eBPF program are also ELF but we currently don’t have the eBPF ELF, it is embeded in the program which load it for the kernel and do the interface from userland aspect, like callback of parse informations from the eBPF output.

To do this it uses ring_buffer__new and a callback fonction :

Note : We have all the symbols for the binary, keep this in mind it’s pretty useful

The fonction handler_event is very interesting, it transmit a file content to a server and use the command zcat before and after transmit it ?

We could make a guess this is the command to disable/activate the malware ? Let’s keep this.

To extract the eBPF file we could use binwalk :

$ binwalk -e --dd=".*" bootstrap

0             0x0             ELF, 64-bit LSB executable, AMD x86-64, version 1 (GNU/Linux)
269656        0x41D58         bix header, header size: 64 bytes, header CRC: 0x0, created: 1970-02-24 14:51:20, image size: 1216955152 bytes, Data Address: 0xE9F7FEFF, Entry Point: 0xFF4883C8, data CRC: 0xFFC36666, CPU: Nios-II, image name: ""
270072        0x41EF8         bix header, header size: 64 bytes, header CRC: 0x0, created: 1970-02-24 14:51:20, image size: 1216955152 bytes, Data Address: 0xE9F7FEFF, Entry Point: 0xFF4883C8, data CRC: 0xFFC36666, CPU: Nios-II, image name: ""
1052928       0x101100        ELF, 64-bit LSB relocatable, version 1 (SYSV)

Using IDA to reverse it it’s unreadable because the instructions are eBPF bytecode but we could have some informations with symbols of the functions names we found before.

We could find three commands ! That’s interesting for the flag.

Another thing to see is the strings in the base binary because it’s compiled with symbols :

$ strings ./etc/pki/bootstrap  | grep -A 30 "handle_execve(struct"
int handle_execve(struct trace_event_raw_sys_enter *ctx)
    u64 pid = bpf_get_current_pid_tgid() >> 32;
    bpf_probe_read_user(&check_command, 100, ctx->args[0]);
    if ( (cmp_chk_1 || cmp_chk_2) && !k){
      k = k ^ 1;
    e = bpf_ringbuf_reserve(&rb, sizeof(*e), 0);
    if (e)
        e->trig = es;
        bpf_ringbuf_submit(e, 0);

We could leak a part of the source code ! Here is for some fonctions :

int handle_openat_enter(struct trace_event_raw_sys_enter *ctx)
    size_t pid_tgid = bpf_get_current_pid_tgid();
    bpf_probe_read_user(&check_filename, 100, ctx->args[1]);
    if (res_1 == -1 && res_2 == -1){
    unsigned int zero = 0;
    bpf_map_update_elem(&map_fds, &pid_tgid, &zero, BPF_ANY);
int handle_openat_exit(struct trace_event_raw_sys_exit *ctx)
    unsigned int* check = bpf_map_lookup_elem(&map_fds, &pid_tgid);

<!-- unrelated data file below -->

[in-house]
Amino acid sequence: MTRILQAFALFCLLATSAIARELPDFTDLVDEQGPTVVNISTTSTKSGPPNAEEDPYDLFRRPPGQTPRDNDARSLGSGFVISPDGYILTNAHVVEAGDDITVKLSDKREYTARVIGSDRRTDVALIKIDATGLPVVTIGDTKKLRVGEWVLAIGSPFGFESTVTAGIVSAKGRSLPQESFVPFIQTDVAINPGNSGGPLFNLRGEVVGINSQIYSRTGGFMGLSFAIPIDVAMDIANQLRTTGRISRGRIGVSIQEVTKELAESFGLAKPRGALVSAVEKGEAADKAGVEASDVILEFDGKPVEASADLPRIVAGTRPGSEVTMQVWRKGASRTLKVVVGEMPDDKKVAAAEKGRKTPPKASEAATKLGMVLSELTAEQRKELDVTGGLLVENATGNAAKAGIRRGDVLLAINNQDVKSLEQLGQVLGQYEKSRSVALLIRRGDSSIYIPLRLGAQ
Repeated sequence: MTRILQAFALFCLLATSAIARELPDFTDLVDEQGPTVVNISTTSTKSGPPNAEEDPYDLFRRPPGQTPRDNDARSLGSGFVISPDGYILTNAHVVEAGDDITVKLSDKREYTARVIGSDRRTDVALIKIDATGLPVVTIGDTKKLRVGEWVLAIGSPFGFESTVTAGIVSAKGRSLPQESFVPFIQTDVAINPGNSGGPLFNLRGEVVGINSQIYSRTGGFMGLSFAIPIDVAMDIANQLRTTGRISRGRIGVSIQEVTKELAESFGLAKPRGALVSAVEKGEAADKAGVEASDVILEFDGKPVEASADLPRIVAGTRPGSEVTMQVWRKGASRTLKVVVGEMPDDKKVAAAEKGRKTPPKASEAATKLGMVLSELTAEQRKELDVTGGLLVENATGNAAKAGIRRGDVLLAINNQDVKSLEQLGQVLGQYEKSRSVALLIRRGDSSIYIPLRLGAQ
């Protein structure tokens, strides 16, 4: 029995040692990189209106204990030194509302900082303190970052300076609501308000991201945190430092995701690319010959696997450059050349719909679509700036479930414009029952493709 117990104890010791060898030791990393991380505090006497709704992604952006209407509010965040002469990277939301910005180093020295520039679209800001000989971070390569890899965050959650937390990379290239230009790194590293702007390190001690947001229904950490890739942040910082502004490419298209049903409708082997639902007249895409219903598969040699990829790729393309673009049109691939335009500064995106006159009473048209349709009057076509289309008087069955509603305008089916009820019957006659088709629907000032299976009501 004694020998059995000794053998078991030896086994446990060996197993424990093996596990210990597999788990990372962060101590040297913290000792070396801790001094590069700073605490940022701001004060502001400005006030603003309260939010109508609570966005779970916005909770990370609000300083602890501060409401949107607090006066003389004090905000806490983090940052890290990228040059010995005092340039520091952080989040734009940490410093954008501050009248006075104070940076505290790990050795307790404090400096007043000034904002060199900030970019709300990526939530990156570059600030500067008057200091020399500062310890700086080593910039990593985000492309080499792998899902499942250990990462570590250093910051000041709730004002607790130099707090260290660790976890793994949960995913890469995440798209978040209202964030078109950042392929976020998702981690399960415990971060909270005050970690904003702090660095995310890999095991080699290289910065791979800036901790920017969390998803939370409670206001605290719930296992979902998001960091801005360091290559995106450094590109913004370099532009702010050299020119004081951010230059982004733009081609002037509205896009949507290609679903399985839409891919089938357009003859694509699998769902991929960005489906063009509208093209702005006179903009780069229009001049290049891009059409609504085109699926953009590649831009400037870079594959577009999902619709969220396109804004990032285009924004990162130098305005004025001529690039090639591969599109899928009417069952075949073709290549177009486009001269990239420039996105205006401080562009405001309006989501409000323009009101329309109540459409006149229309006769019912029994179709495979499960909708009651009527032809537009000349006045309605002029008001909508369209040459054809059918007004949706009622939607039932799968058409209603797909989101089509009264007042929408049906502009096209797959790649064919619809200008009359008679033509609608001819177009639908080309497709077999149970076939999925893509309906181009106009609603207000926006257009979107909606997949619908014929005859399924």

if (check == 0) {
    unsigned int fd = (unsigned int)ctx->ret;
    bpf_map_update_elem(&map_fds, &pid_tgid, &fd, BPF_ANY);
int handle_read_enter(struct trace_event_raw_sys_enter *ctx)
  if (!k){
    unsigned int* pfd = bpf_map_lookup_elem(&map_fds, &pid_tgid);
    if (pfd == 0) {
    unsigned int fd = (unsigned int)ctx->args[0];
    unsigned int map_fd = *pfd;
    if (map_fd != fd) {

We could see there are filename, filedescriptor, etc… which are checked and bpf_send_signal(9). 9 is related to SIGSEGV signal (which kill a process). That’s probably the way used by the attacker to block commands or file read.

The next thing we can do is reverse/decompile the bytecode eBPF. To do it I only found one buggy plugin : . It’s going to confirm some informations. To use it we need to download an older version of Ghidra (I used 10.2.2 in my case).

The ouput is very bad, it doesn’t work well but we could see “/usr/bin/zcat” is checked to set a variable with a xor 1 in the handle_execve fonction. It could act like a switch context like we saw before.

For the openat fonction we could see the “flag.txt” is checked but also the “bootstrap” string, that’s the fourth part.

Let’s confirm all our hypotheses using the virtual machine :

Confirms ps and find are forbidden by the malware

The files bootstrap and flag.txt are impossible to read

The command zcat act like a switch context to desactivate the rootkit. We could read the flag file using it.

Now for the ls command which we see in the strings before we could use tcpdump to see if when executed it interacts whith the IP extracted before in the base binary, it contact it to exfiltrate the flag (see the screenshot in red).

Let’s compile all the informations in the flag :